“Is it time to let go of your current footing in order to end up on new and improved ground?”
– Animal Allies
Bighorn sheep are found in north America, and like bison, there used to be vast number of them but due to hunting and disease spread by domestic sheep, by 1900 instead of millions, there were just a few thousand left.
The depletion of bighorn sheep due to human activity has resulted in more than just fewer sheep, it has changed their behaviour. Bighorn sheep learn to migrate from one another, passing down knowledge and wisdom through the generations. This ancestral information takes many years to gather and can’t easily be replaced. When migration routes are altered by human activity, or when bighorn sheep are moved because it’s more convenient for us, the sheep suffer. It takes a lot of years to build up the detailed information they need. It’s not just the route they need to figure out, it’s where and when the fresh shoots emerge as this gives them the best nutrition that is most easily digested. Whilst you might intuitively expect the bighorn sheep to be following the lush vegetation, they actually ‘surf the greenery’ by anticipating it.
As well as a lesson in conservation, we can learn about valuing ancestral wisdom, about respecting and honouring our elders and about how deep knowledge takes time to build up. This is information that goes beyond just reading or learning it, it is understanding it and embodying it. This is a long process, one that involves building on what you have in an incremental way. It is also a reminder about the importance of cultural preservation.
Bighorn sheep have, as I think is obvious, horns…! Rams have long, curved horns and ewes have smaller, straighter horns. The horns are a symbol of status amongst the sheep, as well as a useful weapon. As with other horned or antlered animals, this suggests a link to the higher plane, to gods and goddesses, an antennae that receives messages from the other world. This ties in with Aries, the zodiac sign which is associated with the ram and represented by the horns. Aries is the first sign of the zodiac and is a sign of new beginnings, of new starts and of action. It’s about diving in headfirst, about charging in and about acting without thinking. Determination, assertiveness, and initiation are important keywords as well. Aries is also associated with Mars, the planet of war.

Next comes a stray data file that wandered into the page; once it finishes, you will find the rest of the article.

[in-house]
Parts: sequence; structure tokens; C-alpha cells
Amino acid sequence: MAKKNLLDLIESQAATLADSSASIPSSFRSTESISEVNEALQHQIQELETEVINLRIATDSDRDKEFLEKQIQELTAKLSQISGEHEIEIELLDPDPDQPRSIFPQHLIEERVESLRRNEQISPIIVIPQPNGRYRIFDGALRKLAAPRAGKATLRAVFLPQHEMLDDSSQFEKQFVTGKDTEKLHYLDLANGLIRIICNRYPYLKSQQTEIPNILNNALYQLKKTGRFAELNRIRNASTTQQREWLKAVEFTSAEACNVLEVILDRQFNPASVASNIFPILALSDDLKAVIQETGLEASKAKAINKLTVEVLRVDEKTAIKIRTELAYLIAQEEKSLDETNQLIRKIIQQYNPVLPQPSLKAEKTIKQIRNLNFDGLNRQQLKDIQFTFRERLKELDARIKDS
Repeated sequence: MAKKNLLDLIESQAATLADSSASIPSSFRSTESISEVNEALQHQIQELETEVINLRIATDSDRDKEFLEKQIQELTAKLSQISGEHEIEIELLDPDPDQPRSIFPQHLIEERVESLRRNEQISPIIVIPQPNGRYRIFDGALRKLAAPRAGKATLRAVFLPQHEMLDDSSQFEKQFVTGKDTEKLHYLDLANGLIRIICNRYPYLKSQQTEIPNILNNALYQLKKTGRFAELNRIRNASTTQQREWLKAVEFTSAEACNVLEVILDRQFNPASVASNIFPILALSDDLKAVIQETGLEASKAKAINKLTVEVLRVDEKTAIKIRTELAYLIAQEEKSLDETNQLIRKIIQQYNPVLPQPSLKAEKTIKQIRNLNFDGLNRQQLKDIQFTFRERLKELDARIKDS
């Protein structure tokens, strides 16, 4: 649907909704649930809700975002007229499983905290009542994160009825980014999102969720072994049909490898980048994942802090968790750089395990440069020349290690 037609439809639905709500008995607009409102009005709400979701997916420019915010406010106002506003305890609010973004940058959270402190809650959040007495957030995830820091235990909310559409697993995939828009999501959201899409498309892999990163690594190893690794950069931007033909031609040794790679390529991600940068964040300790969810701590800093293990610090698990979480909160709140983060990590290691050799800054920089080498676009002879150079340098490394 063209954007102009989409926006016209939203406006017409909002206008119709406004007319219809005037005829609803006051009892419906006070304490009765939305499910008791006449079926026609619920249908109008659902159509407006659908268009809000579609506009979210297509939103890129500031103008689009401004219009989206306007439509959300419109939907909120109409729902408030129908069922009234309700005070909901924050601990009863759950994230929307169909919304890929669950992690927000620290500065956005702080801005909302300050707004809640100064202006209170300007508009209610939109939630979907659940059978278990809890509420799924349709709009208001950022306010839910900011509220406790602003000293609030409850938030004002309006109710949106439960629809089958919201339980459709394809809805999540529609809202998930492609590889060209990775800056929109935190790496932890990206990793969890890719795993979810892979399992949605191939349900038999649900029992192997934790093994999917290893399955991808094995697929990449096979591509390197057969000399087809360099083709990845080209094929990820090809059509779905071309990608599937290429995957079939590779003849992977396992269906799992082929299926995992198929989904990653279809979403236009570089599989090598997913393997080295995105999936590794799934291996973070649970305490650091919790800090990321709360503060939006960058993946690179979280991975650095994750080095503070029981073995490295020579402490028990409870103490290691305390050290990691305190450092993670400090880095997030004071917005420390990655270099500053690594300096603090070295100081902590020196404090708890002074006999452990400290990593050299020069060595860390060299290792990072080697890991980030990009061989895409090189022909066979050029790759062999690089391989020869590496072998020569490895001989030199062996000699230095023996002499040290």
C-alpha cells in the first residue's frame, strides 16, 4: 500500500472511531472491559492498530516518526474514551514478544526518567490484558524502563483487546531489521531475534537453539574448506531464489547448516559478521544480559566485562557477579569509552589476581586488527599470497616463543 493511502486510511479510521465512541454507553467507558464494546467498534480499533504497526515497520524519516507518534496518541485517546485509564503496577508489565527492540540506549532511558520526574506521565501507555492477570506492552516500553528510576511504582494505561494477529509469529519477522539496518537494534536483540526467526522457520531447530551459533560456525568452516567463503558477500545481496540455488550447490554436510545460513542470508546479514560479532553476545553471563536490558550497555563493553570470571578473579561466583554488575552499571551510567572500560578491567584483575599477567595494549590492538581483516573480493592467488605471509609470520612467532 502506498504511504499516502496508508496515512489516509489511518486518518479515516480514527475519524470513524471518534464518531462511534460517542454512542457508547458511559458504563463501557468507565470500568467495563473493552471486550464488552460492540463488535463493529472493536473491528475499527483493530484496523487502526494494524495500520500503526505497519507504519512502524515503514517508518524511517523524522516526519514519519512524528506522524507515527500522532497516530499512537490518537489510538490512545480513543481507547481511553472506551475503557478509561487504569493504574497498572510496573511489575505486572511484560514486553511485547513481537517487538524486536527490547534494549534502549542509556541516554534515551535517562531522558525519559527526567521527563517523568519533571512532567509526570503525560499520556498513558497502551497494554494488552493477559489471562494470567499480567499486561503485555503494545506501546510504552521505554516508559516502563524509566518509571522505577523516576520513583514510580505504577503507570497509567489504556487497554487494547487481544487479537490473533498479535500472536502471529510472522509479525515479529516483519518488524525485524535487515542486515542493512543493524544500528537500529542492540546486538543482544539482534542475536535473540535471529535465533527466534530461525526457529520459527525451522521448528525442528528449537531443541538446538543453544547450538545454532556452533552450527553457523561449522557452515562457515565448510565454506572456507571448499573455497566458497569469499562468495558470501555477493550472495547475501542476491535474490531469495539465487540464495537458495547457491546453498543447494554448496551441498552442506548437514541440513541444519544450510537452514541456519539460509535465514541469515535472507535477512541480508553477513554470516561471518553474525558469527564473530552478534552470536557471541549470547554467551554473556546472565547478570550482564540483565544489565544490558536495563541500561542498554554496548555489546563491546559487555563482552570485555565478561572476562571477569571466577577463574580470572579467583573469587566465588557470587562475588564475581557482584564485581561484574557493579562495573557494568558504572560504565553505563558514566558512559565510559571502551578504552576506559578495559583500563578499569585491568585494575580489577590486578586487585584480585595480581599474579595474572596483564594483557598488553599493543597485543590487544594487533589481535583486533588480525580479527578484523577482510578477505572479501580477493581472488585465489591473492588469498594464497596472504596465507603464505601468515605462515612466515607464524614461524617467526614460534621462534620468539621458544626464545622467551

And the bighorn males do use their horns for conflict. Prior to mating, males will establish a hierarchy of dominance to figure out who gets to mate with who. This involves rutting, horn clashing, head butting and generally facing your opponents head on. Thankfully the rams have acquired a thick skull which protects against injury during these fights. Thus they teach us both that there are times to face things directly, to charge in head on and also, if you are going to do this, prepare for your adversary’s response. If you are letting your tongue go wild with insults, expect some back. If you are giving it out, grow a thicker skin.
That said, head on battles aren’t the only way. There are three main ways of courting; a) ‘tending’ is where you find yourself a ewe and defend her from other males; b) fighting for a female that’s already being tended and c) blocking is where you prevent a ewe from even reaching the tending area. If you play things strategically, you may be able to minimise the amount of physical clashes you are involved with.
The terrain of the bighorn sheep is certainly worth noting here. They live on alpine meadows, grassy mountain slopes and foothills and are incredibly well adapted to climbing steep terrain which gives them protection from predators. Their hooves are well designed for balance and grip, making them good climbers and jumpers. They are surefooted even on slippery, scree covered slopes and only need a small space to get a toe hold. The bighorn can take opportunities that others can’t and do so with less risk and more confidence. This is a reminder to us to seize opportunities, to take leaps and to trust our ability to move into new areas of life with confidence. As Aries reminds us, this is a time to act, to move, to jump. Don’t wait, don’t overthink this, just do it!
As prey animals, bighorn sheep have evolved to have sharp hearing, a highly developed sense of smell and wide set eyes which provide a large angle of vision. This means that its hard for anything to creep up on them, they are watchful creatures which are constantly keeping their senses alert to danger. This is helped by their large social groups where there is safety in numbers.
The bighorn sheep is one of the most admired creatures of the Apsaalooka, or Crow, people and they have a number of sacred myths about them. One myth explains how bighorn sheep saved a young man, imbued him with their qualities – power, wisdom, sharp eyes, surefootedness, keen ears, great strength and a strong heart. He then returned to his people and instructed them that the river, known as bighorn river, must not have its name changed. If they did change the name, the crow people would be no more. Other myths focus on the virility of the bighorn sheep and how they can be a symbol of male success in both hunting and in sexual activities.
In general, this card feels like it has a very traditionally male vibe going on. The horns are most notable on the males, the association with aries and mars is traditionally male and almost everything I discovered about the bighorn sheep was focused on the rams. That being said, when it came to ancestral knowledge and the passing of wisdom from one generation to another, the literature talked more about the maternal line. I think the message this card has for you today, and the success of how you implement the teachings, will depend on whether you take these traits as separate, or whether you work to combine them together in a more holistic way.